Yasa was a man with great wealth inherited from his father. He had all riches around him, such as music and female company. That night he went to sleep listening to music and feeling the female company. He woke up early in the morning and saw the appalling scene of tired women sleeping here and there. Yasa was greatly frustrated.
The Buddha had a lengthy talk with the young man on generosity, morality, the futility of sensual pleasures and the benefit of renunciation. Yasa could slowly collect his wits and his mind became stable. He had the rare privilege of being a monk straight away when the Buddha called him as ‘Come here, monk’. He became a Sotapanna.
He was the sixth to be a monk as well as an arahant. He is believed to have lived in Uttar Pradesh and Bihar in northern India.
The Buddha and his six arahants visited the home of Yasa the following day. Yasa’s mother and his former wife thus became the first two female lay disciples. Upon hearing of Yasa’s ordination, four of his closest friends, Vimala, Subahu, Punnaji and Gavampati followed him into the sangha and they too became arahants. Within two months, a further fifty of Yasa’s friends had joined the Sangha and attained arahantship, bringing the total number of arahants to sixty.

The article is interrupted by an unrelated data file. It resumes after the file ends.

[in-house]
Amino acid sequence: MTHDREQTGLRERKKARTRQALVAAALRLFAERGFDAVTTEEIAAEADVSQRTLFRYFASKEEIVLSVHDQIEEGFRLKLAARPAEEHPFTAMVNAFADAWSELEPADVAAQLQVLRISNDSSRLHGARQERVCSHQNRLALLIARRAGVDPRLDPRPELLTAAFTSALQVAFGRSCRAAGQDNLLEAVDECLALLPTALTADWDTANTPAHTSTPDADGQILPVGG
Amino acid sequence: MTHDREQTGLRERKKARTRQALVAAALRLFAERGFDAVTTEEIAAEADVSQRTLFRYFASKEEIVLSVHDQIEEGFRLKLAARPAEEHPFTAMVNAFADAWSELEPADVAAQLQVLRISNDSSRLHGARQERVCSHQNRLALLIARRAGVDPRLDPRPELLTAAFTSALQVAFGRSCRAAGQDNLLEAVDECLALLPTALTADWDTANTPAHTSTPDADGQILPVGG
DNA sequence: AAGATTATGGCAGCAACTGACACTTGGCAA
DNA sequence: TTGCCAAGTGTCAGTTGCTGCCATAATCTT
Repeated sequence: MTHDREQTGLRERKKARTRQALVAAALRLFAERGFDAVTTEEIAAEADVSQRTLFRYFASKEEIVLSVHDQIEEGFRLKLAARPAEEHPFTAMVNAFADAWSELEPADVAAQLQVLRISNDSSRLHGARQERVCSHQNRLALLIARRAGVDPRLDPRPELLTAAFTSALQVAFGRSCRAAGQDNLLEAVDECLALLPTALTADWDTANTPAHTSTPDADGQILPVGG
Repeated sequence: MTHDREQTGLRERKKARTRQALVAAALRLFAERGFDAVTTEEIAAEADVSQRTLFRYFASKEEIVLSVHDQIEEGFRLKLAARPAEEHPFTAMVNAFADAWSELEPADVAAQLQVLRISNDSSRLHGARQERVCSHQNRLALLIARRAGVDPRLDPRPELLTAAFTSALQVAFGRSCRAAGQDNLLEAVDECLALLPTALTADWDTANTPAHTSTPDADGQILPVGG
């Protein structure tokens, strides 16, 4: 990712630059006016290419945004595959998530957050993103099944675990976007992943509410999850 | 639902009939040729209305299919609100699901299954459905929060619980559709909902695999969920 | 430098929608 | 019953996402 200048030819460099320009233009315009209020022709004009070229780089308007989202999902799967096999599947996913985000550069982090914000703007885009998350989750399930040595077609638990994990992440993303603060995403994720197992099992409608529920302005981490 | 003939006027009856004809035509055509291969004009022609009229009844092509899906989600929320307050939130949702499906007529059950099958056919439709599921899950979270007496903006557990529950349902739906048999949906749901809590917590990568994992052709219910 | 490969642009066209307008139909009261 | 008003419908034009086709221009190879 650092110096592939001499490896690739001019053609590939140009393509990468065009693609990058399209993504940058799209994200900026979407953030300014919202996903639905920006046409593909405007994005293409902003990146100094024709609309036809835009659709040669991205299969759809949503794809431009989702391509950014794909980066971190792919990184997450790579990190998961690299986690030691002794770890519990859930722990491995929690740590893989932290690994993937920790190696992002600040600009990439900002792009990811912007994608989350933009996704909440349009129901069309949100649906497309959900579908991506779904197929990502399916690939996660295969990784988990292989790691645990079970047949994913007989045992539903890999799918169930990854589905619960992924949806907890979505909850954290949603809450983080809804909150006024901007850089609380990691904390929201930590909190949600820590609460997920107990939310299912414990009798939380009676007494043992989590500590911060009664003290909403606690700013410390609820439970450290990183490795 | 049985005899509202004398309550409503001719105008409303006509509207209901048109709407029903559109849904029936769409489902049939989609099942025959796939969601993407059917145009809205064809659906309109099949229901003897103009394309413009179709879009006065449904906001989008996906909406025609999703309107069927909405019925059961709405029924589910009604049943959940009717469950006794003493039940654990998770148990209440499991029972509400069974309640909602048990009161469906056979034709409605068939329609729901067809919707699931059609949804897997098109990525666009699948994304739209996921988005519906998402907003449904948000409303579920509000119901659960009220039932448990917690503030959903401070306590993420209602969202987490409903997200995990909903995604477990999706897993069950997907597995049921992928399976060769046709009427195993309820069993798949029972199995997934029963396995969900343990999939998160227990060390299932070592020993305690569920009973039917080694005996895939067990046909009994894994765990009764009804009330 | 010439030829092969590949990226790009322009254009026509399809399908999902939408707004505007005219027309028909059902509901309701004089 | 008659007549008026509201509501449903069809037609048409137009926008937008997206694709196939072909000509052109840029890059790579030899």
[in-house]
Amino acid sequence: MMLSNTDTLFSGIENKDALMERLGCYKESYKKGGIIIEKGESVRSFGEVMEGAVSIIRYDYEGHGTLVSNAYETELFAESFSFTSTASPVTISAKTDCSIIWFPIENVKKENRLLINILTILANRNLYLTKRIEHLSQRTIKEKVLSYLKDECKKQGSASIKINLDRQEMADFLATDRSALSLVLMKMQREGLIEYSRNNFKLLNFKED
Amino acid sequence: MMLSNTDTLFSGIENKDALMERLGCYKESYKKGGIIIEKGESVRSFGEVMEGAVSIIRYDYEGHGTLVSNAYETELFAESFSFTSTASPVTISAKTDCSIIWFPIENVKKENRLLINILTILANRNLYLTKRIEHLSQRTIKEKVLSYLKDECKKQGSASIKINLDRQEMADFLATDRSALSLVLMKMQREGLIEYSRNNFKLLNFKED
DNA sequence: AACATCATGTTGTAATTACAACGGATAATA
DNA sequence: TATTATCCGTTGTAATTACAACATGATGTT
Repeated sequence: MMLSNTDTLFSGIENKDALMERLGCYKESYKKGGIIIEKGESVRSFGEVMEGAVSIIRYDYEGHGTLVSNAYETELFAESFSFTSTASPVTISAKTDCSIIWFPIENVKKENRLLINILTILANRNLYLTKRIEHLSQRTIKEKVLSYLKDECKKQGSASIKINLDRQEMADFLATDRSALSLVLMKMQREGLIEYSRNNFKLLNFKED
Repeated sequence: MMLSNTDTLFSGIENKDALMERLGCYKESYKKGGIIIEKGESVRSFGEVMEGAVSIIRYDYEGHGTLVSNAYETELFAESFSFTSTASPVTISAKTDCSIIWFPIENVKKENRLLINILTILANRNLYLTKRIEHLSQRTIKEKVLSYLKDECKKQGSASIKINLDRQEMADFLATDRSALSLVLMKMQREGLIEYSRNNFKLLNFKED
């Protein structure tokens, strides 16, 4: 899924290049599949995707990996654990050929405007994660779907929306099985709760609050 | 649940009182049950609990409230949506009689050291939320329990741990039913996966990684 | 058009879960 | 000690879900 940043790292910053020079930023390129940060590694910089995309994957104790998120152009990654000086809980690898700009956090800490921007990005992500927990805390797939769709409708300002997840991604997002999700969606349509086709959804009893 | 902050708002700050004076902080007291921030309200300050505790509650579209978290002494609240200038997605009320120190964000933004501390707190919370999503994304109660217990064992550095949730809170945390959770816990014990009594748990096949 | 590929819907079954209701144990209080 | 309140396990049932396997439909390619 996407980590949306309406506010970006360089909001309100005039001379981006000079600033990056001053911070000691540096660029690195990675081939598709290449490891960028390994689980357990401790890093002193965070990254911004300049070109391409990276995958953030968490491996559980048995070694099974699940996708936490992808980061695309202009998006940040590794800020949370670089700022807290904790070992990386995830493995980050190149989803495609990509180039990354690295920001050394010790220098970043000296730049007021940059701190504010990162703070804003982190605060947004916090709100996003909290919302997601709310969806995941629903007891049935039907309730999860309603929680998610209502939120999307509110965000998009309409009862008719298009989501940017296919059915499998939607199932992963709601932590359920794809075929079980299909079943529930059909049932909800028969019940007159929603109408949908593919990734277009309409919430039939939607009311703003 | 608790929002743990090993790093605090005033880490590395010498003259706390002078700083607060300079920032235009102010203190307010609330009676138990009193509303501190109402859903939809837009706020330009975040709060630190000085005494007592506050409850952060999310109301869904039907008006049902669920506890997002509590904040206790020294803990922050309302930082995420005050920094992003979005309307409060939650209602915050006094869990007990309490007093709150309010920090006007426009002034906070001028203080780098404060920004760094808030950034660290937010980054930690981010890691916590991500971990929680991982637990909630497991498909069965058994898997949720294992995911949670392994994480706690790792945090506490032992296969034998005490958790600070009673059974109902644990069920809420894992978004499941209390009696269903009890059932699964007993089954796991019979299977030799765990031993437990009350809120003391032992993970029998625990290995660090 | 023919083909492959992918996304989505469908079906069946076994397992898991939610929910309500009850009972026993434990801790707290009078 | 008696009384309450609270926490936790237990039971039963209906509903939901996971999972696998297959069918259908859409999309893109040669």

This Yasa should not be mistaken with the namesake monk who played a pivotal role in the Second Buddhist Council, which took place 100 years following the Buddha’s death.
How could Yasa get a chance to become the first Arahant monk after five ascetics? Saddharmaratnavaliya has an interesting account:
Yasa had done a good deal of merits in a time of a certain Buddha. He and his friends were all born on earth in a time when no Buddha was in existence. Still, they did merits such as cremating the poor and needy and those who had no kinsmen.
Yasa’s family found him to be missing. His father got into the street to locate him but met only the Buddha. He was impressed by the sermon of the Buddha, and became a disciple; he attained Sotapanna too. The scriptures say Yasa’s father became the Buddha’s first lay disciple. He was more than happy to hear of his son’s spiritual achievement and invited the monk community to his home.
Yasa’s family members, mother and wife, became first female disciples and his closest friends, Vimala, Subahu, Punnaji and Gavampati became monks. This was followed by another batch of fifty friends, who all became Arhaths ultimately. Now the monk community consisted of sixty-one altogether. The Buddha knew it was the right time to propagate the teaching now.
Go forth, O monks, for the welfare of the many, for the happiness of the many, of compassion for the world, for the good, benefit and happiness of gods and men. Two must not take the same path. Teach the Dhamma which is excellent in the beginning, excellent in the middle and excellent in the end, both in spirit and letter. Proclaim the holy life, perfect and pure.